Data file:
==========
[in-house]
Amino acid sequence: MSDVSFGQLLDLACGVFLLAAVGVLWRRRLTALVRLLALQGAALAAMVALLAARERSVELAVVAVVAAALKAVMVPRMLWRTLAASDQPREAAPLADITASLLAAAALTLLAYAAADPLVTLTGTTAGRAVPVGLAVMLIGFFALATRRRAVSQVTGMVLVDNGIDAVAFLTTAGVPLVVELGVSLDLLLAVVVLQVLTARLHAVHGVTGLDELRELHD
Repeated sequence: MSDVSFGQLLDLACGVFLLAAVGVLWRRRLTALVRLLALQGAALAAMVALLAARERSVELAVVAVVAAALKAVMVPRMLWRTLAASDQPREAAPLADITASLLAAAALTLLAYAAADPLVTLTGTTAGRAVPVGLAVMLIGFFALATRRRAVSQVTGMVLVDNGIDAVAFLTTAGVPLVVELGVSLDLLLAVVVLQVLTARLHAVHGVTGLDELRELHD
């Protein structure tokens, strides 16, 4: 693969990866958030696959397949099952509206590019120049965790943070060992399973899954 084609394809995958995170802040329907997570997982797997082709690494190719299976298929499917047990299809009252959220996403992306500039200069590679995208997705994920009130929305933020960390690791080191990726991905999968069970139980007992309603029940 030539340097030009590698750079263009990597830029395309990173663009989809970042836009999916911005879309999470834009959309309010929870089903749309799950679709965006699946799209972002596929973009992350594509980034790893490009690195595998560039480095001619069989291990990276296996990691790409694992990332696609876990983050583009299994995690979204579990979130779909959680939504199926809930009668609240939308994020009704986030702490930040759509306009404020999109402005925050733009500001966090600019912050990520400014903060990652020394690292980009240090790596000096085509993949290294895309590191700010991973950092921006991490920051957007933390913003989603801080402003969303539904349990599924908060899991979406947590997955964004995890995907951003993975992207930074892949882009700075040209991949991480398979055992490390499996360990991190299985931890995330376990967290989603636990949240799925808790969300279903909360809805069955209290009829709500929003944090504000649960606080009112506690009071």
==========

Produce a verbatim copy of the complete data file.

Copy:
[in-house]
Amino acid sequence: MSDVSFGQLLDLACGVFLLAAVGVLWRRRLTALVRLLALQGAALAAMVALLAARERSVELAVVAVVAAALKAVMVPRMLWRTLAASDQPREAAPLADITASLLAAAALTLLAYAAADPLVTLTGTTAGRAVPVGLAVMLIGFFALATRRRAVSQVTGMVLVDNGIDAVAFLTTAGVPLVVELGVSLDLLLAVVVLQVLTARLHAVHGVTGLDELRELHD
Repeated sequence: MSDVSFGQLLDLACGVFLLAAVGVLWRRRLTALVRLLALQGAALAAMVALLAARERSVELAVVAVVAAALKAVMVPRMLWRTLAASDQPREAAPLADITASLLAAAALTLLAYAAADPLVTLTGTTAGRAVPVGLAVMLIGFFALATRRRAVSQVTGMVLVDNGIDAVAFLTTAGVPLVVELGVSLDLLLAVVVLQVLTARLHAVHGVTGLDELRELHD
């Protein structure tokens, strides 16, 4: 693969990866958030696959397949099952509206590019120049965790943070060992399973899954 084609394809995958995170802040329907997570997982797997082709690494190719299976298929499917047990299809009252959220996403992306500039200069590679995208997705994920009130929305933020960390690791080191990726991905999968069970139980007992309603029940 030539340097030009590698750079263009990597830029395309990173663009989809970042836009999916911005879309999470834009959309309010929870089903749309799950679709965006699946799209972002596929973009992350594509980034790893490009690195595998560039480095001619069989291990990276296996990691790409694992990332696609876990983050583009299994995690979204579990979130779909959680939504199926809930009668609240939308994020009704986030702490930040759509306009404020999109402005925050733009500001966090600019912050990520400014903060990652020394690292980009240090790596000096085509993949290294895309590191700010991973950092921006991490920051957007933390913003989603801080402003969303539904349990599924908060899991979406947590997955964004995890995907951003993975992207930074892949882009700075040209991949991480398979055992490390499996360990991190299985931890995330376990967290989603636990949240799925808790969300279903909360809805069955209290009829709500929003944090504000649960606080009112506690009071």